The past month has been conference season for this Asianist – and a pretty exciting one, at that! I am feeling both rejuvenated intellectually & yet also melancholy. I relish the opportunity to reconnect with old friends & acquaintances and make new connections, but it reminds me how much IÂ miss some things (and many people). However, it’s been a generally good cap to an almost-over-academic year that has been pretty upsetting for me, personally and professionally – I’m ready to have a summer of work and relative silence, one that I hope will be an opportunity to recenter.
In March, I went (for the first time) to the American Comparative Literature Association (ACLA) conference, where I was lucky enough to participate in a really cool panel called “Retelling Fantastic Tales.” Luo Liang organized a really diverse & interesting group of papers, most focused on East Asia, but also some forays into other parts of the globe. Strangely, it was my first opportunity to sit and talk fantastical tales with other China specialists – ever! I absolutely loved the ACLA format, which is much more like a workshop. I wish more major conferences would follow it; it made for a much more positive experience presenting than the usual ‘2 hour panel with some commentary & audience questions.’ I was also excited to have the opportunity to get feedback from literary scholars on my work – one thing I’ve always loved about my project on ghost opera is that it really does lie at the intersection of several fields. Although my work is very much for China specialists (transnational? What’s that?) – unapologetically so – I do hope that it will be of interest to non-historians, and it sounds like it is. I made some great connections & came home feeling pretty good.
Boston wasn’t too bad, either (also my first time there). The weather was pleasant & I had some really good food – and bad Americanized Chinese food for the first time in, uh, years, but that can be fun, too. And I had a wonderful night out with a friend I hadn’t seen in 9 (!!) years, not since I’d left Taiwan before starting grad school in 2007. It was great to pick up where we left off & to catch up after all that time.
I just returned from the Association for Asian Studies (AAS) conference in Seattle. I wasn’t presenting this year, but I’ve determined that – barring unforeseen financial difficulties – it’s a really important few days for me & I need to make the effort to go, even if I’m not getting a line on my CV. I skipped last year’s meeting in Chicago, and spent the whole conference feeling sorry for myself that I was aloneÂ in Bozeman. AAS is not so much about the conference portion for me (though I do like dropping in on interesting-sounding panels, and of course – the exhibit halls, with university presses running great sales on both new titles and old!), but having the opportunity to reconnect with old friends and meeting new ones. This year was particularly fun, as the American Society for Environmental History was also going on, so my first night in Seattle – when I was feeling a bit grumpy for having some plans fall through – I finally got to meet a Twitter friend for real. We had someÂ amazing food and cocktails and hours of great conversation. We had Skyped previously for work-related reasons, but it was a real delight to have a nice evening out with someone I always thought I’d get along brilliantly with & to no great surprise – I did. I also got to meet up with Nick Stember (aka the translator of that little Star Wars thing) for a quick chat – I hope next time, we’ll have a little more time to talk. But it’s always good putting a real face to the name, especially for someone that had a lot to do with the internet success of theÂ lianhuanhua.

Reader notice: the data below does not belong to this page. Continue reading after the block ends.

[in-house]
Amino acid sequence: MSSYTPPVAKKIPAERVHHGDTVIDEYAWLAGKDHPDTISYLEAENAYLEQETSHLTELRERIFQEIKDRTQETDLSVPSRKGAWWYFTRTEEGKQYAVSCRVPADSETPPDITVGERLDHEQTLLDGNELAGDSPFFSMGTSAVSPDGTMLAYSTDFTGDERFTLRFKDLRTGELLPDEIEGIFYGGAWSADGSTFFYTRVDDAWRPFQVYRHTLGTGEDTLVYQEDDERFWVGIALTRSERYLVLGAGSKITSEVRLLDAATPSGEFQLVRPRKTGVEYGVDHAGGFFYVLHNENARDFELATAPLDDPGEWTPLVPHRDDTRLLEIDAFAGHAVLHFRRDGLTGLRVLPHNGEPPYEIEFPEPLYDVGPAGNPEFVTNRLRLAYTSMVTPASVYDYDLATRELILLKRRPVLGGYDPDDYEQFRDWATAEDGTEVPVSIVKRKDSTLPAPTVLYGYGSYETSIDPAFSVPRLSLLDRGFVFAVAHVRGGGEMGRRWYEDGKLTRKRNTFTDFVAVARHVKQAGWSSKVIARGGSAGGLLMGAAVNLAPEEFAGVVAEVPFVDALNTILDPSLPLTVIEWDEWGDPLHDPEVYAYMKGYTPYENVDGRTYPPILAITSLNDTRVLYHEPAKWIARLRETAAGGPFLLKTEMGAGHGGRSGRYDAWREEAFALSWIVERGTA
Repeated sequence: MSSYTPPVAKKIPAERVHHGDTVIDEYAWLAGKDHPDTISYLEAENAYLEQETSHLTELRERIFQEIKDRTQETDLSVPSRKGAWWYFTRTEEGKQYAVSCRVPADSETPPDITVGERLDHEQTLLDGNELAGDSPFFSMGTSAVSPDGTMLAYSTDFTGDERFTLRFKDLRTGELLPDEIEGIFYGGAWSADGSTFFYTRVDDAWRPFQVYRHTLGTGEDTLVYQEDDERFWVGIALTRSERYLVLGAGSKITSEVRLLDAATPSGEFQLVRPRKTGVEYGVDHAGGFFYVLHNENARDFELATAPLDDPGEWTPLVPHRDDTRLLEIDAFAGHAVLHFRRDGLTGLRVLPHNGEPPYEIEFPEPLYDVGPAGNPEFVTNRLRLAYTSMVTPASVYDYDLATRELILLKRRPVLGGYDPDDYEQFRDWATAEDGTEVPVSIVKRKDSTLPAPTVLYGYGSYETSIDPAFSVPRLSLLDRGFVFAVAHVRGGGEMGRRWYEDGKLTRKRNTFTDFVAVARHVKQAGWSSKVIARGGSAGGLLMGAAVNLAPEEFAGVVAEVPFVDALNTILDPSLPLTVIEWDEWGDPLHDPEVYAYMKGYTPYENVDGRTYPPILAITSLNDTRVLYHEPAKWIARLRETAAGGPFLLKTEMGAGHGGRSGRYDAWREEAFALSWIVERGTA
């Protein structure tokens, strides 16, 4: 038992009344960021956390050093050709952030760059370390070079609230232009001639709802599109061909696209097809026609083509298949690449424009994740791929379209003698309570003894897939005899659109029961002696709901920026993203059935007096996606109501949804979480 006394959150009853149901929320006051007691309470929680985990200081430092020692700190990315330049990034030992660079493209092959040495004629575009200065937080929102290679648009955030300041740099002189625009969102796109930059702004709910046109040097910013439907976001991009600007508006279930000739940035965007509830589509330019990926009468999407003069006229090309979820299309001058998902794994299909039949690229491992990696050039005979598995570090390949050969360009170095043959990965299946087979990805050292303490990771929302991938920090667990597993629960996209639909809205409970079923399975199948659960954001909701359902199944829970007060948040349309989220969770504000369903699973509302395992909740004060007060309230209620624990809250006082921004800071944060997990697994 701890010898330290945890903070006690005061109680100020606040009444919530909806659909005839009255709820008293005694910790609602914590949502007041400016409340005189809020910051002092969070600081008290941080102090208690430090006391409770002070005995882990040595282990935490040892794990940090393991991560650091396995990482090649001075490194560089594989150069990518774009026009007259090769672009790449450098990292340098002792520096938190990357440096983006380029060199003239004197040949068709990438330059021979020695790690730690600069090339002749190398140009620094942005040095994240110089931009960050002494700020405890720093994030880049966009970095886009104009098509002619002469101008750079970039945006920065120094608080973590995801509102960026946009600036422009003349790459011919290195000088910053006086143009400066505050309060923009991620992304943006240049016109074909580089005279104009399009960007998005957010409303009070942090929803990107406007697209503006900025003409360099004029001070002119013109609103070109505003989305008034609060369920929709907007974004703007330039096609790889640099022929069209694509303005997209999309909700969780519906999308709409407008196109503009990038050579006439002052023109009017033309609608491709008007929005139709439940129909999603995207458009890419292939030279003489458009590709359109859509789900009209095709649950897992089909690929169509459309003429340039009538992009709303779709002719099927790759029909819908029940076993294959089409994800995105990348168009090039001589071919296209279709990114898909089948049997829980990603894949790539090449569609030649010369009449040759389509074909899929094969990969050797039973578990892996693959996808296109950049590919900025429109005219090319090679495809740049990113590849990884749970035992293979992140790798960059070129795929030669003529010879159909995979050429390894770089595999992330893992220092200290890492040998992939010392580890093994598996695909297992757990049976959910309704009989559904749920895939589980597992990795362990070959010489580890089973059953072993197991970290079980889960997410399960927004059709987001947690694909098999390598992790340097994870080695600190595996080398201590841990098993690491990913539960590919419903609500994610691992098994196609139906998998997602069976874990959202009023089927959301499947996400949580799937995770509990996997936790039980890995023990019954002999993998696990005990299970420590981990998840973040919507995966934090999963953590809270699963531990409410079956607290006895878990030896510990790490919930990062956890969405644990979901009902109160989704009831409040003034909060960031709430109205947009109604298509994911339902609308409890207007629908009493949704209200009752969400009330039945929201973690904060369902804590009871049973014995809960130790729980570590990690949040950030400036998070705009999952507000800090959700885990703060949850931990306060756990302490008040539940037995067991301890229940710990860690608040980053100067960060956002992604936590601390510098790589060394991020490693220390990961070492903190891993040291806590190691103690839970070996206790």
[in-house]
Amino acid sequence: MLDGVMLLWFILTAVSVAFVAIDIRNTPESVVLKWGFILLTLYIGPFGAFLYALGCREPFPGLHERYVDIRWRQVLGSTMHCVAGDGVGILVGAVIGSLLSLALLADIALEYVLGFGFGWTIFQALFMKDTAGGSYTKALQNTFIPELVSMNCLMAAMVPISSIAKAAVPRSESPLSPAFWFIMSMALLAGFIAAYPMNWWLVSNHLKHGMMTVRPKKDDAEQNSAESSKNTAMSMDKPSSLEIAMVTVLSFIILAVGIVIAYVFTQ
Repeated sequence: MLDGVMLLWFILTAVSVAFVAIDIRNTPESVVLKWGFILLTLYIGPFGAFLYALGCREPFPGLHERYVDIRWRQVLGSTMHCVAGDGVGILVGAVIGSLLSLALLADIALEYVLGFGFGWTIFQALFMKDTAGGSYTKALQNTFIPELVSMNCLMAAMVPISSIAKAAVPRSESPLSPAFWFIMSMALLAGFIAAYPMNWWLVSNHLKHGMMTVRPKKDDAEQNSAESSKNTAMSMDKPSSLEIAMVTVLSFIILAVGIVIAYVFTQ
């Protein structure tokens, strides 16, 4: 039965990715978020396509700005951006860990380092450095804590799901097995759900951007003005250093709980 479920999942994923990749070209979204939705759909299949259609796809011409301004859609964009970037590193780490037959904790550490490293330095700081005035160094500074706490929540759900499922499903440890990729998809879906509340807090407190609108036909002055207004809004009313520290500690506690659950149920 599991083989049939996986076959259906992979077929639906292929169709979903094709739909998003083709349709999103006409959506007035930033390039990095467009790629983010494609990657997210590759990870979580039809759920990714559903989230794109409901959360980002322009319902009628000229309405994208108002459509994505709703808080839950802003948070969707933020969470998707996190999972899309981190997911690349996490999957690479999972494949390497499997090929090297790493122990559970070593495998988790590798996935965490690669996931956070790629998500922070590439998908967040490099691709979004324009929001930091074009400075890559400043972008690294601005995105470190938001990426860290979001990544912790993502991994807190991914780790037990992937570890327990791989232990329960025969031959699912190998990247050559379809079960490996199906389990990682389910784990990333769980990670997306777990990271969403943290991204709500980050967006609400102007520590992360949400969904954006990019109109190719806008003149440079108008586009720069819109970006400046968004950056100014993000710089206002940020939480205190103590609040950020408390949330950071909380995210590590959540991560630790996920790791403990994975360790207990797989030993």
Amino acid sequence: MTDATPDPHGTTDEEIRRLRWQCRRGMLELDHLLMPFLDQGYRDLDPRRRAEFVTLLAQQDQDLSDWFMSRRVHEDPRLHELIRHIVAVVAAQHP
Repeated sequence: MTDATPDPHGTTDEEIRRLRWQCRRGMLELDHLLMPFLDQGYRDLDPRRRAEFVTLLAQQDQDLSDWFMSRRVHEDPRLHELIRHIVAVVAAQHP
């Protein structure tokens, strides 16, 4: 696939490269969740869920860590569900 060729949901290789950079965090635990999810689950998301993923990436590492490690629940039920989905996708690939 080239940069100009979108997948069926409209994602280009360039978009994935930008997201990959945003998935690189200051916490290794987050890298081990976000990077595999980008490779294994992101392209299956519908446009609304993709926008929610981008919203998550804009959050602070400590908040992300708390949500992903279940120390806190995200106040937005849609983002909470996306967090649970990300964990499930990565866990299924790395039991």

I really liked Seattle – another place I’d never been. A friend took us out to his family’s beach house on Vashon Island – an opportunity to get out of the city – and it was just gorgeous. But it also made me terribly homesick: the combination of a few days of running around AAS & seeing people I hadn’t seen in years, having a big UCSD program get together (where I stood up and said I had always appreciated how special our program was, but IÂ really recognize it now that I’ve moved to being faculty, and how lucky I felt to be a part of such a strong, talented group of scholars), and seeing scenery that was so familiar. I thought of all sorts of little moments of years past, and really mourned the fact that it will never be like that again. I mourned who I used to be (as a friend said a bit wonderingly while we were walking around Somerville in Boston, ‘Taiwan seems like it was just yesterday! But it wasn’t. You were twenty-threeÂ once!’ I was. I was … we all were), since I feel like I’ve lost a sense of myself the past year – I wake up sometimes and am not sure who I am, other than a historian of modern China who does mostly serviceable work and stresses about everything. I wanted a few more days, the opportunity to cram in more time with people who matter to me & who I don’t get to see enough, a few more hours to catch up with people who have seen my ups and downs over the years and still love me, despite the fact I’m a giant ball of stress prone to emotional meltdowns and a pervasive sense that I’m just never going to be enough for anyone, or any institution, or any press. I missed people who weren’t in attendance – my faithful editrix most of all – and a wonderful little conference we had in Santa Cruz the summer I finished my dissertation ….
I’m still mourning. But life doesn’t stop, of course, and we keep moving forward: for now, looking towards the end of the semester, I have a book manuscript to worry about, and adventures to plan for the dog (more popular among my friends than I am!), and a long summer that will inevitably feel too short.
And the days are not full enough
And the nights are not full enough
And life slips by like a field mouse
Not shaking the grass